When it comes to driving a car, don’t assume that all drivers are good, don’t second guess what other drivers might do or be capable of doing, and be prepared to take appropriate action.
And when it comes to fire safety, façade remediation and construction oversight, those of us tasked with policing what actually goes on on-site have to adopt a robust and forensic methodology such that assuming not everyone knows how to drive properly, is probably not a bad thing. The point I am driving at here of course is that despite the underlying reasons why façade remediation and fire safety works are required in the first place, we still see poor levels of workmanship, a lack of systems and product knowledge, and ineffective managerial oversight. By no means am I saying that this is the norm, but what I am saying is that it is occurring too often and that is a worry.
I attended the Housing 2022 conference earlier this year and one of the technical engineering speakers at a fringe event made the point that the standards of workmanship on the façade remediation projects that he was overseeing was shockingly poor in many, many cases. Incomplete weathering, wrongly installed fire breaks, missing insulation, gaps in sheathing boards, and just crap workmanship! The audience to my mind didn’t seem to grasp the overall message of his frustration and concern. Perhaps, hoping that with the proper oversight and due diligence by the relevant authority or entity any such shortcomings would be picked up and dealt with accordingly. And that my friends is the key – see my final paragraph.
On the night of 14th June 2017 large parts of our industry got found out, not just in terms of fire safety but in terms of process, design, interpretation, responsibility, knowledge, accuracy, workmanship, and perhaps above all, mindset.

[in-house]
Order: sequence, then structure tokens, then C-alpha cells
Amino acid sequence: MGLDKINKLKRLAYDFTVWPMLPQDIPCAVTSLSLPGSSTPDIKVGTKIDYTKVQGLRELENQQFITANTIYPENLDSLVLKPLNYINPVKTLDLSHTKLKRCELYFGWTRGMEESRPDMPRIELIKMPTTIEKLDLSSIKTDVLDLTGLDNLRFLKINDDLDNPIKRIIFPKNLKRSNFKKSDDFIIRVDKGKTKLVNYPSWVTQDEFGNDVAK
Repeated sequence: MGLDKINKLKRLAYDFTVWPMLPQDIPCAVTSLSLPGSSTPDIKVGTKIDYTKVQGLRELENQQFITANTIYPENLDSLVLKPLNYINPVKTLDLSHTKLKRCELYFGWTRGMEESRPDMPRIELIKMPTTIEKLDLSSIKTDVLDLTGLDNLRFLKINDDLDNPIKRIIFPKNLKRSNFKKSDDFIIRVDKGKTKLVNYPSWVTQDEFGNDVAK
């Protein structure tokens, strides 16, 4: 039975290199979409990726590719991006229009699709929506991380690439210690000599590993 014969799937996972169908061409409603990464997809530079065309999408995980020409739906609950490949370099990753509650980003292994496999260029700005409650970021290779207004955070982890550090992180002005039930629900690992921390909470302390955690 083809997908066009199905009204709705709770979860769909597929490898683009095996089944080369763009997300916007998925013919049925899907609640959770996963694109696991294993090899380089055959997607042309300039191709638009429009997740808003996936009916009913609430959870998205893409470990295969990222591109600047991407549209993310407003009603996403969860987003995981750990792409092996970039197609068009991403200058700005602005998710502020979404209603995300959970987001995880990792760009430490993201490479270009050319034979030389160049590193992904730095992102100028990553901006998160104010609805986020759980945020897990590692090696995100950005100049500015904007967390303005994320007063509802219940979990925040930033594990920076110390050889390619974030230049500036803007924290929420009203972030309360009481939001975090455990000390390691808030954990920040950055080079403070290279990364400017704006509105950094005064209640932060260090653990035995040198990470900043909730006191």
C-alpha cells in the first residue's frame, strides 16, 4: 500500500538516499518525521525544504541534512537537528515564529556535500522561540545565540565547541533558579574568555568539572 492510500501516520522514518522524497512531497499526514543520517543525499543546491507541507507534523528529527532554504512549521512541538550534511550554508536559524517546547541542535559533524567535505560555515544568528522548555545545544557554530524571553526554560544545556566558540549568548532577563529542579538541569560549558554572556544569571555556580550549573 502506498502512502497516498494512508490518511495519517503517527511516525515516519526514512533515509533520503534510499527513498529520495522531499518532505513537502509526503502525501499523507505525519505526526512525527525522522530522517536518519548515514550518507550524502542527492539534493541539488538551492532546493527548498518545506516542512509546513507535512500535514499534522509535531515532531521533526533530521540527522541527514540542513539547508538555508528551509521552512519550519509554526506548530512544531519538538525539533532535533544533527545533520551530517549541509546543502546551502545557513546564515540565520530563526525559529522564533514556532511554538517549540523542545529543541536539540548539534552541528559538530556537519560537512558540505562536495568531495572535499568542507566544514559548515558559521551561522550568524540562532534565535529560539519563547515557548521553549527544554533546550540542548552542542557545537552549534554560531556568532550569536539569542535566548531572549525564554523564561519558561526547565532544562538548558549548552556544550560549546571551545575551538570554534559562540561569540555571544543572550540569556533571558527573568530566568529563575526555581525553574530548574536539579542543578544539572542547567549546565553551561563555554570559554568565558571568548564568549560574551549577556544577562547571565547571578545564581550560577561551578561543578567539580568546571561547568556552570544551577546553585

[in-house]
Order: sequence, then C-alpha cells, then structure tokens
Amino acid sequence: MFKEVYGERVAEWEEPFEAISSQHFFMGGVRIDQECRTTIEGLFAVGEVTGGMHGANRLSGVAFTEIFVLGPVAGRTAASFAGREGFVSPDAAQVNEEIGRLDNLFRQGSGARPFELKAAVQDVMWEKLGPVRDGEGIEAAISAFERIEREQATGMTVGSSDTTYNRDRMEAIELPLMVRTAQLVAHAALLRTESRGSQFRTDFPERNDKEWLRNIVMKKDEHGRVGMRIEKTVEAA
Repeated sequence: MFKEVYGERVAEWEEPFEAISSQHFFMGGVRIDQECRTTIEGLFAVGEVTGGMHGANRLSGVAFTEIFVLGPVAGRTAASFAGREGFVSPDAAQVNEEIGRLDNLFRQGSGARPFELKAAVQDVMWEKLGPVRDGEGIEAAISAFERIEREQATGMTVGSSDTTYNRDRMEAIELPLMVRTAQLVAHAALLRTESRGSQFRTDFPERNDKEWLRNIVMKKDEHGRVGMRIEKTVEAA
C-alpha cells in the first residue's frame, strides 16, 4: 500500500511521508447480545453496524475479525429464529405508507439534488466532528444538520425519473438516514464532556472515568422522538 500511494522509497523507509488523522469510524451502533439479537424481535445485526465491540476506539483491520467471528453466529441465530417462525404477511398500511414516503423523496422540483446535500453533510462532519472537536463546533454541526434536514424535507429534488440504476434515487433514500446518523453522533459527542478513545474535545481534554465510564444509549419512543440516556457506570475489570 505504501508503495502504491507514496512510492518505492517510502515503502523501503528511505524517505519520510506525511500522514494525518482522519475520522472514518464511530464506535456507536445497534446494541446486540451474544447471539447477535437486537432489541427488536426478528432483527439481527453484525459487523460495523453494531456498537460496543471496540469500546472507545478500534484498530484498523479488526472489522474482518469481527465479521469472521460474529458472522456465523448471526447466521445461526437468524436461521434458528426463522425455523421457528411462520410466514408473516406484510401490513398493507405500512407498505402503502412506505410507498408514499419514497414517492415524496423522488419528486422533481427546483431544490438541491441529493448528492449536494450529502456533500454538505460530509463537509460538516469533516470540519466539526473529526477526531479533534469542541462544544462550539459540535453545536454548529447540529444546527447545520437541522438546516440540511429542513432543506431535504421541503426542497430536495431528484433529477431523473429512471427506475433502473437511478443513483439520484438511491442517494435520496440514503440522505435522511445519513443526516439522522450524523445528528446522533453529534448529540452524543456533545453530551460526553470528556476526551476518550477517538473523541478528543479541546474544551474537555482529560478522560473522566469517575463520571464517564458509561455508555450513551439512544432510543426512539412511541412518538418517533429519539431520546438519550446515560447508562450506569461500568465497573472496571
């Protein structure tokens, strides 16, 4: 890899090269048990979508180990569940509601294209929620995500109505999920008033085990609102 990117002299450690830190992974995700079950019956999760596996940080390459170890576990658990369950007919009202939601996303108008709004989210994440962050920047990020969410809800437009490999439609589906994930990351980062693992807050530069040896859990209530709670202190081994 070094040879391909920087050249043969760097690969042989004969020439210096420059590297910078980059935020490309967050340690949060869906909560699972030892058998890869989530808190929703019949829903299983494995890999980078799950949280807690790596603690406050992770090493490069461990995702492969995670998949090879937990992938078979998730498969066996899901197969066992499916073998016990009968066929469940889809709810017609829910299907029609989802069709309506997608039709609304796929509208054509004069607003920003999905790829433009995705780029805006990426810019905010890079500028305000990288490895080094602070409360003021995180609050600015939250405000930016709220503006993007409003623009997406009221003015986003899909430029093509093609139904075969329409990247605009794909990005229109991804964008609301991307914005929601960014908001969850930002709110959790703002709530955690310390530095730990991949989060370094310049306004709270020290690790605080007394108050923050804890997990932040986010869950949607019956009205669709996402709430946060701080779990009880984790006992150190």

I am by nature an optimist and I always encourage those who work with me to be positive, after all being positive is empowering, engaging and infectious. So here goes for a bit of positivity. It is my genuine belief that the majority of those involved in façade remediation and recladding contracts share a level of professionalism and knowledge that in most cases will deliver top quality work. To build upon this, what we need to do as an industry is help change the mindset of those who haven’t quite grasped the new normal. The Building Safety Act is here, the Golden Thread is here, the requirement to place leaseholders and residents in front and centre is here and the need for construction accuracy and evidencing is here; all of this is the new normal. And there is plenty of evidence that developers, property owners, contractors and construction professionals are stepping up to the mark – we see this every day. Unfortunately, we also see the bad stuff too.
The role of construction oversight to my mind is one of the most critical pieces of the façade remediation jigsaw. Having an effective, knowledgeable, and skilled oversight and evidencing team provides impartial direction, assurance, and comfort to any number of parties including developers, contractors, residents, insurers, and funders. So, if there is one (or two) things you might wish to take away from this opinion piece, is firstly, make sure that everyone involved in your project shares the same mindset and understands the importance of doing the work properly, and secondly, invest in professionals whose primary aim is to set the on-site delivery bar high and to get everyone else involved, over the bar. To return to my driving analogy, what I am saying is akin to making sure that everyone who gets behind the wheel has the appropriate licence (preferably with no points), shares the notion of safety first and knows their Give Ways from their No Entry’s.
Harris Associates has its own in-house façade team comprising technicians, engineers, and project managers. Having overseen sixty-plus remediation schemes, we advise on compliance matters, carry out investigations, compliance reviews, EWS1 work, and coordinate and deliver PAS 9980 assessments.
For more information, assistance and advice on our own Construction Oversight Services or on any related cladding, fire safety or regulatory matter please get in touch with Shaun Harris email@example.com or Tamer Duman firstname.lastname@example.org or call 0203 195 0857.